While this took a lot longer to read than my most recent reads, it was completely riveting the entire time and I look forward to diving into the next one.
I don’t even know how to review this except to say that I am absolutely in love with this world and these characters. It’s like Harry Potter, but better.
This book has Morrigan facing bigger, nastier things than previous books, which is where Ezra Squall comes in. Speaking of Squall, he’s the best villain I’ve come across lately because besides being scary and evil and whatnot, he also shows a softer side to Morrigan. He never lies to her, and even helps her sometimes. Jupiter North is absolutely the best patron / father figure and Morrigan has grown so much since he saved her from Jackalfax that night. Hawthorn and Cadence are staunch allies and friends, the entire staff of the Ducalion (and the building itself) are there for her no matter what – something the Wundrous Society can’t really say. Suffice to say I will definitely be rereading the first three books as I anxiously await the fourth installment.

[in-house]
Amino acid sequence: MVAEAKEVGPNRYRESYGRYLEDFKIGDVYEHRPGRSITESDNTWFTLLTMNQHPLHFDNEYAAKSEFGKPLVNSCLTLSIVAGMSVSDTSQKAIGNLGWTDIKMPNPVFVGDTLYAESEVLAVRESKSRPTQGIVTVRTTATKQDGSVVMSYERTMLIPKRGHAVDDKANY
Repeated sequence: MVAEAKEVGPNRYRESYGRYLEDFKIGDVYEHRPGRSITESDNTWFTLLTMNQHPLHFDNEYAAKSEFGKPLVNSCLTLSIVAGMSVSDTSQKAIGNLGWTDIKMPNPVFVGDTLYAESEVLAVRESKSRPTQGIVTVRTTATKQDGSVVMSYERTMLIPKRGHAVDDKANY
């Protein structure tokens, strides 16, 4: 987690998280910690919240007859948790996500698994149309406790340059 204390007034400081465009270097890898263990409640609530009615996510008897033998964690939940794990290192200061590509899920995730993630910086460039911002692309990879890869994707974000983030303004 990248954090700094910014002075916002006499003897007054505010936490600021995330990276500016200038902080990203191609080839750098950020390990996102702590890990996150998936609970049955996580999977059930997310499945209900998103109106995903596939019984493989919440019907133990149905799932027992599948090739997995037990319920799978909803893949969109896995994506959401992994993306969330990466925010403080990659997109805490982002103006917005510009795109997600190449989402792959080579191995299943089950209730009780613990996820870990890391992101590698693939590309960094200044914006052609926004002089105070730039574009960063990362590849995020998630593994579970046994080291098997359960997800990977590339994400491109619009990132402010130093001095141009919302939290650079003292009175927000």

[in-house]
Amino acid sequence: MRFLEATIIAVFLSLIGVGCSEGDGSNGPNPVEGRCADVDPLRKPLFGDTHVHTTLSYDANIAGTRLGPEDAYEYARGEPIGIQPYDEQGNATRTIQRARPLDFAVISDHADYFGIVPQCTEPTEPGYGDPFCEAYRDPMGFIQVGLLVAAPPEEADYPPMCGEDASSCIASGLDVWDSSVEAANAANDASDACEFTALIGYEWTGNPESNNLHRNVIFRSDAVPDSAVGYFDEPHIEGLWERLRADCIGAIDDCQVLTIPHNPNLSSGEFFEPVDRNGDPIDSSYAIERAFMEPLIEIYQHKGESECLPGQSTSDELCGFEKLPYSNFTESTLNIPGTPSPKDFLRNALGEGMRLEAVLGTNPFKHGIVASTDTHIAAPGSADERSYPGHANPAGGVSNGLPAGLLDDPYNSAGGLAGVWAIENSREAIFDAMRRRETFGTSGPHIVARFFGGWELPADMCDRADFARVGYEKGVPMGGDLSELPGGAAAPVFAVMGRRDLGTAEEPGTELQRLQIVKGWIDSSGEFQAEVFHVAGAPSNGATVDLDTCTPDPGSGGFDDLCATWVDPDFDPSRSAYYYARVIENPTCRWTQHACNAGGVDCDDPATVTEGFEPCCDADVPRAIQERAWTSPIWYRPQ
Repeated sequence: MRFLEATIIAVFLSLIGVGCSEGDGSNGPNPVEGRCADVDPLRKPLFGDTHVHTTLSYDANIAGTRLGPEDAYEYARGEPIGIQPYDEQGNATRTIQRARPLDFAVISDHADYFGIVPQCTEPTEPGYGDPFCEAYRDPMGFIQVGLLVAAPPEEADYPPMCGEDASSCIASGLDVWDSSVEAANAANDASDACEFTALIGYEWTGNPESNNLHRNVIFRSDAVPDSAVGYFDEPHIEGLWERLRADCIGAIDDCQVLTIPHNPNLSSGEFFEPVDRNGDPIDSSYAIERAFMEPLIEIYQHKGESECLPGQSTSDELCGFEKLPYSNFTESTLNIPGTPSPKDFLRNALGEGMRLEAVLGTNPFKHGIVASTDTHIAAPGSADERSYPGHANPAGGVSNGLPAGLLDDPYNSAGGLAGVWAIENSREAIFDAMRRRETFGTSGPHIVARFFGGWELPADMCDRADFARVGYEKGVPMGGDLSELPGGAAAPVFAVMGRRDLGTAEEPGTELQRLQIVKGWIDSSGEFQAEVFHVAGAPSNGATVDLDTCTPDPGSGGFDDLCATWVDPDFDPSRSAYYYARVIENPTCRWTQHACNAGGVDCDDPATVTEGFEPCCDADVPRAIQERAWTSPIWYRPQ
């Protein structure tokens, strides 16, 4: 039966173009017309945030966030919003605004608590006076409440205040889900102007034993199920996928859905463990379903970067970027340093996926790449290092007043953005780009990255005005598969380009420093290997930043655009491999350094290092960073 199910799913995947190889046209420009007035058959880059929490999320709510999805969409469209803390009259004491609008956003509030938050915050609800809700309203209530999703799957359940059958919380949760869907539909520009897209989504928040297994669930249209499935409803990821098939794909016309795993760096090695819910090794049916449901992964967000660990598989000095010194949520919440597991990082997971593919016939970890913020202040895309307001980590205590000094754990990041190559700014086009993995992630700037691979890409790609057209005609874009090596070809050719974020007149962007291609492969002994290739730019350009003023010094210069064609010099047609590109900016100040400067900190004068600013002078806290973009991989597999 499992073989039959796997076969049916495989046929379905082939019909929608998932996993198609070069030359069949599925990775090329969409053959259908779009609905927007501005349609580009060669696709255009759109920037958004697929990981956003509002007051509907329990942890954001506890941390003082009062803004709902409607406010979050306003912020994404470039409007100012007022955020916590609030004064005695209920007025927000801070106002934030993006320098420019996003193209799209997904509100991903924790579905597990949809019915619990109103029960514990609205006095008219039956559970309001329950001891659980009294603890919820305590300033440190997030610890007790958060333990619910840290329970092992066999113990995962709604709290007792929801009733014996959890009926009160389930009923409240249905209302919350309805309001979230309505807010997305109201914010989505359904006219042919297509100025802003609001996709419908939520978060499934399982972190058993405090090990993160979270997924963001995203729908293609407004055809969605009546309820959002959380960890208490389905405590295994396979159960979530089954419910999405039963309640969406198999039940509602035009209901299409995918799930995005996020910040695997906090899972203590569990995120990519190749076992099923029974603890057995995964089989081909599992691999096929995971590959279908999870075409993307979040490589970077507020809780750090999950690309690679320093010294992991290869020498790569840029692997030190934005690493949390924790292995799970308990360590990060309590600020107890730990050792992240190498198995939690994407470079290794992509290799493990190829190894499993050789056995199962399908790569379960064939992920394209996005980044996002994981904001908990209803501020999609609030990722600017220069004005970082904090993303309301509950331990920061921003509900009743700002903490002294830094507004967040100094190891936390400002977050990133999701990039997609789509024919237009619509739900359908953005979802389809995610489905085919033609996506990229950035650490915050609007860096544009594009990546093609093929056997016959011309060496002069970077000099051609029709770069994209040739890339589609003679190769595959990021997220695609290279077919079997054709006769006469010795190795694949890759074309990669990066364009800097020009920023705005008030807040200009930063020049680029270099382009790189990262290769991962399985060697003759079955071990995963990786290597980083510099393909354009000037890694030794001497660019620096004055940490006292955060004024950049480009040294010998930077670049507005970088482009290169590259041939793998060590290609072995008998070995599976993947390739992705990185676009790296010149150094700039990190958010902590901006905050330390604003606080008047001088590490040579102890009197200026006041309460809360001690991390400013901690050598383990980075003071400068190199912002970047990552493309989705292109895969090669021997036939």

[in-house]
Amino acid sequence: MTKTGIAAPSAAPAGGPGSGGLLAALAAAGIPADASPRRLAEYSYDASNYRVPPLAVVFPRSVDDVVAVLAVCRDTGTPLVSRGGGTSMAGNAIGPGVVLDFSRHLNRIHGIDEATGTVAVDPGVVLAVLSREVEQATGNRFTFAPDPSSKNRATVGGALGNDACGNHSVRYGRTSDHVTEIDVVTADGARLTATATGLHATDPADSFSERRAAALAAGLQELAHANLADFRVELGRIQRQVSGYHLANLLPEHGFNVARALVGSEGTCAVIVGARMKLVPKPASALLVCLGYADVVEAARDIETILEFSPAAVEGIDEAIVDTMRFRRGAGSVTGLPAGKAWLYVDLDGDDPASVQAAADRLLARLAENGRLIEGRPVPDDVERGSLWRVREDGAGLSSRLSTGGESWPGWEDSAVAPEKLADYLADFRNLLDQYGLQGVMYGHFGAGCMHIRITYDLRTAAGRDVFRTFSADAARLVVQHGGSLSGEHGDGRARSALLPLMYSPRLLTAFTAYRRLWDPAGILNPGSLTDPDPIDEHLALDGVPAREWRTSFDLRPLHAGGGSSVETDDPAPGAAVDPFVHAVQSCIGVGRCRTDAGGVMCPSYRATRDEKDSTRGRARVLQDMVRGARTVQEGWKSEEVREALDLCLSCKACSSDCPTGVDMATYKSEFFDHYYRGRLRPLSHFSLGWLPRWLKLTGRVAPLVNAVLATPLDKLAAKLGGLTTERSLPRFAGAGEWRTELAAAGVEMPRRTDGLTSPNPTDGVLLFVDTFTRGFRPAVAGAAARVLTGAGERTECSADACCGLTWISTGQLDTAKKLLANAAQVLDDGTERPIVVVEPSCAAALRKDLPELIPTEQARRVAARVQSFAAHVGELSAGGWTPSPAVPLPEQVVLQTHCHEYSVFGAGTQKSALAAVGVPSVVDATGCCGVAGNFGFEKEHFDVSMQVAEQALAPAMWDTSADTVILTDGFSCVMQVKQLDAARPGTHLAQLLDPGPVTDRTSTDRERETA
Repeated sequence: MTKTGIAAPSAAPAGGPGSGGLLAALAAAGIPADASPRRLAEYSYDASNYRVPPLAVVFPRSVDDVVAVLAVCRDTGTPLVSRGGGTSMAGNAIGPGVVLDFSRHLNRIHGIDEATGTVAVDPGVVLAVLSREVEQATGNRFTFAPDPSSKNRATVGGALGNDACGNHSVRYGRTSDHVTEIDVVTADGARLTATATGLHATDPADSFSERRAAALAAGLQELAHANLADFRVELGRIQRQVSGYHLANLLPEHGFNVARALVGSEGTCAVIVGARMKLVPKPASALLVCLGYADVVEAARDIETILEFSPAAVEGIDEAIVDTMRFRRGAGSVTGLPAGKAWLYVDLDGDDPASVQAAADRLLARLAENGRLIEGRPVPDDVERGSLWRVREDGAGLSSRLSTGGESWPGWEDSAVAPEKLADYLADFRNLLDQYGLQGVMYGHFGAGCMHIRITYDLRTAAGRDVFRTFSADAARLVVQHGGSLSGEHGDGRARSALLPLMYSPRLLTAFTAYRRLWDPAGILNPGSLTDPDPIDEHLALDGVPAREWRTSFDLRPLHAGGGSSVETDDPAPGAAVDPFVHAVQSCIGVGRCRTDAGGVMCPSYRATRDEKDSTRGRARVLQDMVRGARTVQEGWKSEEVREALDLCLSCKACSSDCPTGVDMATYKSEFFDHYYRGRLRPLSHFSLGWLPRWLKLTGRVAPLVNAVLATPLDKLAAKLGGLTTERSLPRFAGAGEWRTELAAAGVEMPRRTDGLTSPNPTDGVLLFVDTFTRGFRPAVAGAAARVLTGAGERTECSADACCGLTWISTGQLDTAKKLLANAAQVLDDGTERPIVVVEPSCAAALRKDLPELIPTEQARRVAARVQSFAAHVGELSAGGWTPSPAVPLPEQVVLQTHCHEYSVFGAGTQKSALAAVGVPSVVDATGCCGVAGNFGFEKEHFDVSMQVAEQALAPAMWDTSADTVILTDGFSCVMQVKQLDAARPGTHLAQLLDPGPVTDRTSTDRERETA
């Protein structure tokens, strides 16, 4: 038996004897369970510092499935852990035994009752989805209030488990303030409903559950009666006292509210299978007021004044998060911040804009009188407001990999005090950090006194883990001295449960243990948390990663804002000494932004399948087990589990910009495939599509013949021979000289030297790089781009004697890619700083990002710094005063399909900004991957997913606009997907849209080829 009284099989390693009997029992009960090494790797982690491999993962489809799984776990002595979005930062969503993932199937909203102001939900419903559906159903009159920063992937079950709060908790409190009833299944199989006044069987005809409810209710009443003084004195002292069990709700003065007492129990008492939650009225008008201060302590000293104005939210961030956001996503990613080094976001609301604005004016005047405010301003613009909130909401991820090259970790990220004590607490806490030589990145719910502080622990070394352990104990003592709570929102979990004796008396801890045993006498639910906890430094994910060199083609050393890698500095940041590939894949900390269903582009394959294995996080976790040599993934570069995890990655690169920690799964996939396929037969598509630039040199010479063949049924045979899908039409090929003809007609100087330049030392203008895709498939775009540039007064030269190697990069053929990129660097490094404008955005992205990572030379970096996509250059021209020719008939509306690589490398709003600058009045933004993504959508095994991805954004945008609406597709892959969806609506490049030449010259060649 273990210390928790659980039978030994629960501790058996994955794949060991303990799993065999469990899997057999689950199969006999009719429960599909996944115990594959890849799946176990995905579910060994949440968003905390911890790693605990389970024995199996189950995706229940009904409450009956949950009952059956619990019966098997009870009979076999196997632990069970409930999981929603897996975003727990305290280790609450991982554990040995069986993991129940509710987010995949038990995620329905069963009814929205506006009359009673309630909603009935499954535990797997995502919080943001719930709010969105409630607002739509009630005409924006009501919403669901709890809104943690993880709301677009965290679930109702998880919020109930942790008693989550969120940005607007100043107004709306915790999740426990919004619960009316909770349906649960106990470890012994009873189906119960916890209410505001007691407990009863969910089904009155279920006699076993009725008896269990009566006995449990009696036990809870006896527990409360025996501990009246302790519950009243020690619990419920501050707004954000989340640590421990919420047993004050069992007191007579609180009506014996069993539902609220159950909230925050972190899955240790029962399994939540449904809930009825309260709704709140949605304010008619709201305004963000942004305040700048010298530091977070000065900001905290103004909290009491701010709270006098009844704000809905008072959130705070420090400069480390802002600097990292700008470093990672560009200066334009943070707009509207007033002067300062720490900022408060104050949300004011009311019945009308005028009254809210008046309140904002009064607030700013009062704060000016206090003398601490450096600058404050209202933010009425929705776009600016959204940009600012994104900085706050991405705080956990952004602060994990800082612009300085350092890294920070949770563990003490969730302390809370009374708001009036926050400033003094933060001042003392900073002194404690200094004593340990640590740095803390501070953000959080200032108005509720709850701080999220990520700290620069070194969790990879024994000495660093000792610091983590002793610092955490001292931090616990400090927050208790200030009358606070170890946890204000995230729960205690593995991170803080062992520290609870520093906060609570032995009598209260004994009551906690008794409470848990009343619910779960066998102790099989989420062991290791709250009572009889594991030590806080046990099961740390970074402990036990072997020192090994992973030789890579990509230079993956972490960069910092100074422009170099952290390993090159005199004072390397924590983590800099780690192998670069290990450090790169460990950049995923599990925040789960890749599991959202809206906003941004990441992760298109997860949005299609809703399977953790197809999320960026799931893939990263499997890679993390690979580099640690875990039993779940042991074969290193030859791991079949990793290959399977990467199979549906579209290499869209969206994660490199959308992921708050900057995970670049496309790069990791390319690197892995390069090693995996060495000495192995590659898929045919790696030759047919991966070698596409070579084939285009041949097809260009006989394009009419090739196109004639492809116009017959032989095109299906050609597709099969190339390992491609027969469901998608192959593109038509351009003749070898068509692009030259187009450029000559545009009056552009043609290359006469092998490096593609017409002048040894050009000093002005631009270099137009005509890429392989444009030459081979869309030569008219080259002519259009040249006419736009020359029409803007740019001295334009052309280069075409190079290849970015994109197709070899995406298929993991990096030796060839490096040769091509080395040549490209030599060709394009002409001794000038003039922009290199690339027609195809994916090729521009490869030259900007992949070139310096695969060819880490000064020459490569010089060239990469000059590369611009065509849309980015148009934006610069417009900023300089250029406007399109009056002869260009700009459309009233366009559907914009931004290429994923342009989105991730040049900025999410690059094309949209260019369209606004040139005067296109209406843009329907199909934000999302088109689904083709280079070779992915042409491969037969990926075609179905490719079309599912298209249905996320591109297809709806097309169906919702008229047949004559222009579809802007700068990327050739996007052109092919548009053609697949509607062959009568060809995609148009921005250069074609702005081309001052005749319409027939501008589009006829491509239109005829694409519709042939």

Oh! And while romance isn’t something that’s been in any of the books thus far, this one had a really sweet LGBT+ moment near the end that I won’t spoil but that gives me hope for when Morrigan and her crew get a bit older and start thinking about those things.
I bought this after reading Wintersong and falling in love with that version of the Erlking. I had high hopes for it, but I also was turned off after buying it and seeing the content warnings in reviews. They’re the sort that usually turn me away from a book, but I decided to give it a go. And, for whatever reason, the content being warned actually didn’t bother me in this book.
The story was very good, but could have used a bit more work. The worldbuilding and magic explanations were scarce, and I came away feeling rather like it was ACOTAR on ice. The relationship between Janneke and Soren was a VERY large part of the book, and while I love a good fantasy romance, I also love a good fantasy worldbuilding, which this one lacked.